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ATTRACTIVENES

Foreign investors shy away from Kenya on new ownership rules

FDIs to the country shrank to Sh56.2 billion last year, compared to Sh225 billion in 2018

In Summary
  • According to the Africa attractiveness report by tax consultancy firm ,Ernest&Young, the East African region lost out to both West and FSSA regions.
  • This follows large foreign direct investment(FDI) flows into Nigeria, Ghana, and Côte d'Ivoire.
Kenya's new bank notes.
Kenya's new bank notes.
Image: ENOS TECHE

Foreigners shied away from investing in Kenya in 2020 as the government introduced new ownership rules to protect local industries , a new report shows.

According to the Africa attractiveness report by tax consultancy firm ,Ernest&Young(EY), the East African region lost out to both West and FSSA regions.

This follows large foreign direct investment(FDI) flows into Nigeria, Ghana, and Côte d'Ivoire.

“Despite it being the fastest-growing hub on the continent, East Africa’s policy bottlenecks and rising political tensions (in Ethiopia and Tanzania) have contributed to the relative decline in its share of FDI,” the report noted.

In Kenya for instance, the firm notes that the new local participation rules in the insurance, telecoms and technology sectors to protect domestic companies were restrictive to investments.

In the ranking of top recipients of FDIs, Kenya ranked fifth at 10.9 per cent, South Africa was first at 31.1 per cent.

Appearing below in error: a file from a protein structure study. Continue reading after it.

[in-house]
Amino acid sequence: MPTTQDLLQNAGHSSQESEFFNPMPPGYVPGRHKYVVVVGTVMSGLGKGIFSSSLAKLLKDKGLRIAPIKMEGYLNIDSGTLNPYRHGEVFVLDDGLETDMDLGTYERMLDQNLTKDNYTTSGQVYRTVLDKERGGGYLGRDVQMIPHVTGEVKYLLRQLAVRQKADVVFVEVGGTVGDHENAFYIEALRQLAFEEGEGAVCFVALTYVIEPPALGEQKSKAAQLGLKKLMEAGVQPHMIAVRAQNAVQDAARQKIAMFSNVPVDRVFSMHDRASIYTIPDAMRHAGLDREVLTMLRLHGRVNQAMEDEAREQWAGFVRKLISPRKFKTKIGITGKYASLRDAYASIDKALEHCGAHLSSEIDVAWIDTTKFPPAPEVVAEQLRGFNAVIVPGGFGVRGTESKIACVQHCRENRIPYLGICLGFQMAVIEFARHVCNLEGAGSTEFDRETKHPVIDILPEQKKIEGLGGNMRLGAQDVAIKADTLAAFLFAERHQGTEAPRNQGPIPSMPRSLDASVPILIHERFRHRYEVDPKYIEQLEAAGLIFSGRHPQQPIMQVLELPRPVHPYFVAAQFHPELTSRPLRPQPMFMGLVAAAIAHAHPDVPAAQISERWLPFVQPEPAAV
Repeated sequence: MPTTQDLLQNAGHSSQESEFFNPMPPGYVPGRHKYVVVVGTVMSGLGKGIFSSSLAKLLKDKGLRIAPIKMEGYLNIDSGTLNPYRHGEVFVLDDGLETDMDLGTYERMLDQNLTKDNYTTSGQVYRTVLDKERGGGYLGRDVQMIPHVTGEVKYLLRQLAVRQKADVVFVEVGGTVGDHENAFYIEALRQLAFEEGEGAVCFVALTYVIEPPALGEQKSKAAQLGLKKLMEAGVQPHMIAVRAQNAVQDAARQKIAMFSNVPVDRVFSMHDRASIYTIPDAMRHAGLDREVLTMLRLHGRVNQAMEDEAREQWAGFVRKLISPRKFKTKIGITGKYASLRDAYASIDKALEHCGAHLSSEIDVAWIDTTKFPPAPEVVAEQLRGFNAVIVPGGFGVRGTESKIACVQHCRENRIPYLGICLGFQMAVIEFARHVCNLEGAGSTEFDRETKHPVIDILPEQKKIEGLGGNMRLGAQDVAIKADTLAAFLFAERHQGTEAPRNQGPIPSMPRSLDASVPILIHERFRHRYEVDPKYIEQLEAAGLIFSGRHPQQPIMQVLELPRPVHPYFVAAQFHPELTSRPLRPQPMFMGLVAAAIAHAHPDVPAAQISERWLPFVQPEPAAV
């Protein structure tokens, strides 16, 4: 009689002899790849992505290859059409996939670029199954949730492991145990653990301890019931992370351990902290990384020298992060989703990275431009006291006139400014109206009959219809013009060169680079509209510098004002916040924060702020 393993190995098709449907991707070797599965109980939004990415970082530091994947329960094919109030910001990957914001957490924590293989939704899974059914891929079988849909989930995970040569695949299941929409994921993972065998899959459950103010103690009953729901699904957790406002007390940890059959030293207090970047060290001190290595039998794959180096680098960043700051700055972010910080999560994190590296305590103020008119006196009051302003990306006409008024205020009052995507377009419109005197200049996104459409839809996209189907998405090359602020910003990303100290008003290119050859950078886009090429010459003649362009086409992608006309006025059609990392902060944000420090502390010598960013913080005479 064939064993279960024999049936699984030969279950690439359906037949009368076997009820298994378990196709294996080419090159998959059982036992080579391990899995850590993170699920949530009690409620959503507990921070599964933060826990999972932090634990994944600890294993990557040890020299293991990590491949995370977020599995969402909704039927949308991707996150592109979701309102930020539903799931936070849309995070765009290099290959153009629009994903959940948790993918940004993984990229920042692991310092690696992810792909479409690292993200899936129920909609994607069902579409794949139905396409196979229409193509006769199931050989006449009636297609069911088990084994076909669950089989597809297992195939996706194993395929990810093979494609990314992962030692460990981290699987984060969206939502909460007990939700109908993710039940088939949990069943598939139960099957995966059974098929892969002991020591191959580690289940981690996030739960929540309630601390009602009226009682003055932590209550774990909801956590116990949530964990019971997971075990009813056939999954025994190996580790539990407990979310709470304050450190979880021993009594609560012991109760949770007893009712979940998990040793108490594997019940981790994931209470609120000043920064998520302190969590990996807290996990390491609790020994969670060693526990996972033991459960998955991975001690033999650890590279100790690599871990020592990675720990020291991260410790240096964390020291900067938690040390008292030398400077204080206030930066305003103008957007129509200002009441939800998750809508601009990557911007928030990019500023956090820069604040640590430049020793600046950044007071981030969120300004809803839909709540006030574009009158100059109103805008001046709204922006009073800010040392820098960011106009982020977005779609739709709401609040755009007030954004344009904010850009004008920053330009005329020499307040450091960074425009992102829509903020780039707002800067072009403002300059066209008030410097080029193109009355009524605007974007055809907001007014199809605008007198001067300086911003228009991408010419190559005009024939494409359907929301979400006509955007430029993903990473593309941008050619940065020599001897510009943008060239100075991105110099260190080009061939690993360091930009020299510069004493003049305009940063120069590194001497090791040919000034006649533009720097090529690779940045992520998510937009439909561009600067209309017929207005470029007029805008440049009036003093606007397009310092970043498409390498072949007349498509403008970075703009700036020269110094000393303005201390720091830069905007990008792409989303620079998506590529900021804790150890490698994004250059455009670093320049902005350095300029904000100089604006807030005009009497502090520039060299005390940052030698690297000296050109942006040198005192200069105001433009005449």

At third position is Nigeria at 17.5 per cent, followed by Egypt at 13.6 per cent.

The report showed Africa suffered a 50 per cent FDI drop in the year.

“This makes it the hardest-hit region globally but the shift from extractives brings new opportunities,” noted EY.

Kenya attracted foreign investments worth Sh56.2 billion ($0.5 billion) last year, compared to Sh225 billion ($2 billion) in 2018.

Nigeria led the continent with $6.6 billion (Sh739.20 billion) investments followed by South Africa $3.8 billion (Sh425.60 billion), Angola $3.1 billion (Sh347.20 billion) and Morocco (2.4 billion (Sh268.80 billion).

In the East African region, Tanzania attracted Sh22.40 billion ($0.2 billion) while Uganda booked no foreign inflows in the year under review.

Kenya’s FDIs were spread into 36 projects and supported 2,000 jobs compared to Ethiopia which posted 11 projects and 1,000 jobs.

The country's attractiveness is helped by its status as the region’s financial centre, and a hub for many multinationals doing business in the region.

EY says China has been the largest investor in Africa by jobs and capital in the past five years, but third in terms of the number of projects.

Kenya, Egypt, South Africa, and Nigeria are among the economies that have benefited from China’s mega investments.

During the period, China announced large investments into the major economies, namely Egypt, South Africa, Nigeria and Kenya.

Russia, though a much smaller investor in terms of projects, brought capital-intensive projects, especially in Egypt’s energy sector.

Between 2016 and 2020, Russia’s capital investments were the second-highest into Africa, behind China.

The report further notes that Kenya's inflows are expected to rebound more strongly in 2021.

EY however notes that mounting debt, high unemployment, slow vaccination rollouts, political unrest, lack of basic infrastructure and rising poverty levels pose risks to this outlook.

Meanwhile, the report notes that African Continental Free Trade Area(AfCFTA) opens a new window of opportunity for Africa to harness regional trade links, and enable economies to innovate and grow together by removing artificial trade barriers.

According to the report, it presents a potential income gain of $450billion(Sh15.7trillion) for Africa by 2035.